The Federal Circuit affirmed PTAB’s decisions in two IPR proceedings that found the claims of two patents to be invalid as being obvious.
Biomarin requested an IPR on Genzyme’s two patents, US 7,351,410 and 7,655,226, directed to methods for treating Pompe's disease on obviousness grounds. In its response, Genzyme argued that Biomarin failed to cite any reference that disclosed the results of in vivo tests in humans or animals. Biomarin then asserted two references that disclosed in vivo tests. Citing those two references in its final decision, the Board found the claims to be obvious and hence invalid. Genzyme appealed the Board’s decisions.
On appeal, the Federal Circuit rejected each of the four arguments put forth by Genzyme. First, the Federal Circuit rejected Genzyme’s procedural challenge that the Board violated the “requirements of notice and opportunity to respond found in the Administrative Procedure Act (“APA”) by relying on “facts and legal arguments” that were not present in the institution decisions. More specifically, Genzyme argued that the Board erred by citing references in its final decision that were not specifically included in the combinations of prior art that served as the basis for the institution decision. While the Federal Circuit acknowledged that the APA imposes certain procedural requirements in IPR proceedings, it held that there is “no requirement for the institution decision to anticipate and set forth every legal and factual issue that might arise in the course of the trial.” The Federal Circuit reasoned that the development of evidence in the course of the proceeding is in keeping with the adversarial nature of the IPR proceeding,” and accordingly, “the Board may consider a prior art reference to show the state of the art at the time of the invention, regardless of whether that reference was cited in the Board’s institution decision.” The Federal Circuit noted that Genzyme could not argue that it lacked notice, considering that Genzyme itself raised the issue of in vivo tests, and did not seek to exclude Biomarin’s evidence related to in vivo tests.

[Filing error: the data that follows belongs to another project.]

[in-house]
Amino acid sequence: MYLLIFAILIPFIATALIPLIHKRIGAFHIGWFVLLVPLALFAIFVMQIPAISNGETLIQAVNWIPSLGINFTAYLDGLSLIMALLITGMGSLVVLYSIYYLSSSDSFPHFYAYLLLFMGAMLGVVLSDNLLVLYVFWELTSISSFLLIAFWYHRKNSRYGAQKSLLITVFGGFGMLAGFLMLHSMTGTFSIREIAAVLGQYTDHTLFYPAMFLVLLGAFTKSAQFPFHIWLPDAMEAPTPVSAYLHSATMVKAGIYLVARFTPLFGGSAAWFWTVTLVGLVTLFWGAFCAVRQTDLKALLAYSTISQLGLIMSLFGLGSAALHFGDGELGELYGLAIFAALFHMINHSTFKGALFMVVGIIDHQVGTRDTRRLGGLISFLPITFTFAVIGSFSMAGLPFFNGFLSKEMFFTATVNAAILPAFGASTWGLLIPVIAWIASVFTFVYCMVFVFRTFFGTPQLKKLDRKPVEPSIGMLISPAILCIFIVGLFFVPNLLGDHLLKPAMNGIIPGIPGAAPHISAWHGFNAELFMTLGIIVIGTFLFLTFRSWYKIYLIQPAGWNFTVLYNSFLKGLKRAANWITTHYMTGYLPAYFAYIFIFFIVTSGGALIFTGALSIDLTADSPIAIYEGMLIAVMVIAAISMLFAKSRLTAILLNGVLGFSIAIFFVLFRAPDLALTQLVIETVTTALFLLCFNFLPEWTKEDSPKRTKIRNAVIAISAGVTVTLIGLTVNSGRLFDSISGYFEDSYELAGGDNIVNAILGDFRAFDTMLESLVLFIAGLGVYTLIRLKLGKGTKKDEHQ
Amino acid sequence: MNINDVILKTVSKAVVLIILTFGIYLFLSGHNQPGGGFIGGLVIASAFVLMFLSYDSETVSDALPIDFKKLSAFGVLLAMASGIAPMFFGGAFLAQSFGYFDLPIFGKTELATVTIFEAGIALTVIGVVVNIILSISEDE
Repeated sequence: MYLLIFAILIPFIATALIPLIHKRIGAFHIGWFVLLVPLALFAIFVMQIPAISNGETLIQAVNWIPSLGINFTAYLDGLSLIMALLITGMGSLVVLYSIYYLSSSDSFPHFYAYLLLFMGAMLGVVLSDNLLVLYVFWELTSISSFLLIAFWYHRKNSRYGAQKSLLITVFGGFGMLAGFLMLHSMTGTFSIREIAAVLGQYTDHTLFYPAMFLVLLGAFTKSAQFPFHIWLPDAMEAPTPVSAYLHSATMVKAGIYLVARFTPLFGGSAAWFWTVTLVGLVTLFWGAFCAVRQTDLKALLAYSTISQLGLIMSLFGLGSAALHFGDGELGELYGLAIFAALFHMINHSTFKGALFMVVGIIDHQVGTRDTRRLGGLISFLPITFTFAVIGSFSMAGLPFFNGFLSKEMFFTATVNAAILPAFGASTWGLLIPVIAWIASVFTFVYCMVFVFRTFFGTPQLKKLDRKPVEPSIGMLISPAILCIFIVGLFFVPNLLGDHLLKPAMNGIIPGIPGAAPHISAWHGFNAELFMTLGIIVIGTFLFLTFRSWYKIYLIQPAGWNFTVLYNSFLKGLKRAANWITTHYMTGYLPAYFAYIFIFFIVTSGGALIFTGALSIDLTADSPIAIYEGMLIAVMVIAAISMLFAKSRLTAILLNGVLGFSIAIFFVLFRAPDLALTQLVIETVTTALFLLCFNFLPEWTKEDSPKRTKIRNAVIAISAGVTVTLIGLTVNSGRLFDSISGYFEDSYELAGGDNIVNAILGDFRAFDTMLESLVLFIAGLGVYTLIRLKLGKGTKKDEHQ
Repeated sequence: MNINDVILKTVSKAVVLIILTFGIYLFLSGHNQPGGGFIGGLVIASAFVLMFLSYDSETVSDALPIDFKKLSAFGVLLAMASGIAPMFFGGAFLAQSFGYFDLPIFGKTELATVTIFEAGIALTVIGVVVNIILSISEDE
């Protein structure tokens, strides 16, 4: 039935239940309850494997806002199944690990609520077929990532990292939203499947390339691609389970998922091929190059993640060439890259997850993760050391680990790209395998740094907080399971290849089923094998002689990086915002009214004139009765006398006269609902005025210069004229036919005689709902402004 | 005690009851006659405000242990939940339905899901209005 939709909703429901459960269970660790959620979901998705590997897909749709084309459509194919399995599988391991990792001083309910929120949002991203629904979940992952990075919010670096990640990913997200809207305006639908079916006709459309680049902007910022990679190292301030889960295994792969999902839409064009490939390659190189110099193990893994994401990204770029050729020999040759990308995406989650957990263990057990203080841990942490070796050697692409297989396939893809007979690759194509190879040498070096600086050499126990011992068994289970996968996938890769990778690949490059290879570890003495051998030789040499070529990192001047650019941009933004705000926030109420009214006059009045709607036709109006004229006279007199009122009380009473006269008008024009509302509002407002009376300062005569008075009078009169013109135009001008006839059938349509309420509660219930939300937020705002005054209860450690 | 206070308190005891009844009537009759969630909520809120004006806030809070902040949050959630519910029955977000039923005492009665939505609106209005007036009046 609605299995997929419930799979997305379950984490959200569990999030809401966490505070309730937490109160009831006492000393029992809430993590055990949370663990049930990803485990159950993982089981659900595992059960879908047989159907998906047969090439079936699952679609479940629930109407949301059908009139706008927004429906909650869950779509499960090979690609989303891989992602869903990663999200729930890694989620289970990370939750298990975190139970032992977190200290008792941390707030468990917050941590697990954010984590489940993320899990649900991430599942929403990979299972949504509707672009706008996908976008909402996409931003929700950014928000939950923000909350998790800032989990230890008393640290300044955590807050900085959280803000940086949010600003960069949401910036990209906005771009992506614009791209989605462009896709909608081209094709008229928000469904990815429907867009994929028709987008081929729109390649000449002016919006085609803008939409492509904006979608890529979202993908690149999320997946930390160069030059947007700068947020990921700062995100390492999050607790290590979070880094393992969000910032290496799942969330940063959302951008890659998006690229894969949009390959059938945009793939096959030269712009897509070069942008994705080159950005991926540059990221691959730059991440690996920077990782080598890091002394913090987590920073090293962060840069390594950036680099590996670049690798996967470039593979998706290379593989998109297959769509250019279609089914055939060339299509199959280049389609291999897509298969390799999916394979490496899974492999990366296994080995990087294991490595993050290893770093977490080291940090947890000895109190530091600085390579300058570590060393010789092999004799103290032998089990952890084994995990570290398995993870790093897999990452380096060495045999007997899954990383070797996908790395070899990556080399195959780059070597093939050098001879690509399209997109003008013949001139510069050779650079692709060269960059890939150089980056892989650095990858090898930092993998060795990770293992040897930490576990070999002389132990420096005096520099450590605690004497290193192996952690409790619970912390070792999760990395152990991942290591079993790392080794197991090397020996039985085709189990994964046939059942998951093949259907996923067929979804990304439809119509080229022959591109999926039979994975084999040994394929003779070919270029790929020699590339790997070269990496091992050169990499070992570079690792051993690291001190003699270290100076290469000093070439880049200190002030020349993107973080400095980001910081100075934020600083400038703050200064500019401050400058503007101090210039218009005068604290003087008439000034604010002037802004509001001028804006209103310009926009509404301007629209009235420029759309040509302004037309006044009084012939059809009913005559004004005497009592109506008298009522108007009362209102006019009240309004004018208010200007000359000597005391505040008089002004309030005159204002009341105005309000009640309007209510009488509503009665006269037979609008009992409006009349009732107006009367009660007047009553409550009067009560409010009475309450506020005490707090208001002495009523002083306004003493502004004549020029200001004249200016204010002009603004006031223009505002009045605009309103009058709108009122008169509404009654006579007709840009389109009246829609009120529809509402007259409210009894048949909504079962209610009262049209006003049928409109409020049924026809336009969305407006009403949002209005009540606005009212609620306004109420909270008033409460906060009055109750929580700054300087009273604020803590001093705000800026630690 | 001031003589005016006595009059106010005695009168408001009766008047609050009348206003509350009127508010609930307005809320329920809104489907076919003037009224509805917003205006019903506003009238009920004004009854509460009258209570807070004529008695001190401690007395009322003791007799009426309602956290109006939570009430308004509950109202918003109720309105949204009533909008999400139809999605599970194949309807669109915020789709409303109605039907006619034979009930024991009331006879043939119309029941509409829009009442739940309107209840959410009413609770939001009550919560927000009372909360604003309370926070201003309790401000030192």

Second, the Federal Circuit rejected Genzyme argument that the Board had changed its construction of the “whereby” clause between institution of the IPRs and the final decisions. The court found that the Board had construed the clause the same way throughout the proceedings.
Third, the Federal Circuit rejected Genzyme’s assertion that the Board erred by not making an explicit finding as to the level of skill of a person skilled in the art, as it ruled that the Board’s failure to do so was not reversible error.
Lastly, in light of Biomarin’s expert testimony, the Federal Circuit also rejected Genzyme’s fourth argument that the Board’s determination of a likelihood of success from the combination of the prior art references was not supported by substantial evidence.
Genzyme Therapeutic Prods. L.P. v. Biomarin Pharm. Inc., Case Nos. 2015-1720, -1721 (June 14, 2016); Opinion by: Bryson, joined by Moore and Reyna; Appealed From: United States Patent and Trademark Office, Patent Trial and Appeal Board. Read the full opinion here.